Warren unveiled the Ultra-Millionaire Tax. It could generate almost $3 trillion for Americans over the next decade. It would only affect households with assets over $50 million. It would tax 2% on every dollar of net worth above $50 million and tax 3% on every dollar of net worth above $1 billion.

Bernie dropped the ‘For the 99.8% Act.' It goes after the 0.2% of Americans who inherit more than $3.5 million by taxing their estates at 77%. This comes after 3 GOP Senators introduced plans to abolish the estate tax, which they deem the ‘death tax.’

Bernie’s tax plan could raise $2.2 trillion from just 588 billionaires over time. And raise $315 billion in the next decade. Bernie’s tax plan isn’t new — a GOP President once championed the idea. One thing’s for sure: Wall Street is terrified by both Bernie AND Warren’s plans."

When you're talking about Bernie Sanders vs. Elizabeth Warren for President in the Democratic primaries, you're not talking about Barry Goldwater vs. Nelson Rockefeller from 1964 in the Republican primaries: Senator Goldwater, was a hard-core, true Conservative-Libertarian Republican and literally one of the founding father's the conservative-libertarian movement not just in the Republican Party, but in America. Governor Rockefeller, was a Right-Progressive Republican ( I know that sounds crazy ) back when right-wing Progressives were a major part of the Republican Party.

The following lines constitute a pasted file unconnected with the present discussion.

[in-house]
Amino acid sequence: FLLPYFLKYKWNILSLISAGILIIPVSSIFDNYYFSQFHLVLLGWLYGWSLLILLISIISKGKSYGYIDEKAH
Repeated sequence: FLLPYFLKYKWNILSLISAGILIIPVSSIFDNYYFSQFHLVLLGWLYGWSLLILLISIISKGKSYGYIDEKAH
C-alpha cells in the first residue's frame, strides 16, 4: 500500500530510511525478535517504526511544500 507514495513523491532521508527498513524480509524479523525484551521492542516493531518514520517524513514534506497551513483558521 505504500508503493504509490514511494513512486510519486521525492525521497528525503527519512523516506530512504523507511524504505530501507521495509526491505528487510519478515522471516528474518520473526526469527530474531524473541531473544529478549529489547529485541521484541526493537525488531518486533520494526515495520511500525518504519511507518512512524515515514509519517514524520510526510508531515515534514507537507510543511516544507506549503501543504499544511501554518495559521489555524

When you're talking about Bernie vs. Liz, ( Or Bernie Sanders vs. Elizabeth Warren ) you're talking about two people who basically believe in the same things. If anything, Liz is to the Left of Bernie on wha the Far-Left calls identity politics and Bernie isn't interested in making race, ethnicity, or gender political issues and just wants to see that people aren't denied access in America simply because of their DNA and biological characteristics. And Bernie, is to the Left of Liz perhaps when it comes to rhetoric about American corporations and believes that private health insurers should be outlawed, where, Liz just wants Medicare to be available for everyone, but not mandated on everyone.

But Bernie and Liz, both believe that the American private enterprise system should still be intact and not nationalized by the U.S. Government: neither one of them are Marxists, but they're both Democratic Socialists ( or Social Democrats, if you prefer ) who believe in the American private enterprise system, but that it should be highly taxed and regulated to fund a large and generous American welfare state. That worker benefits should be supplied by the Federal Government, not by private employers.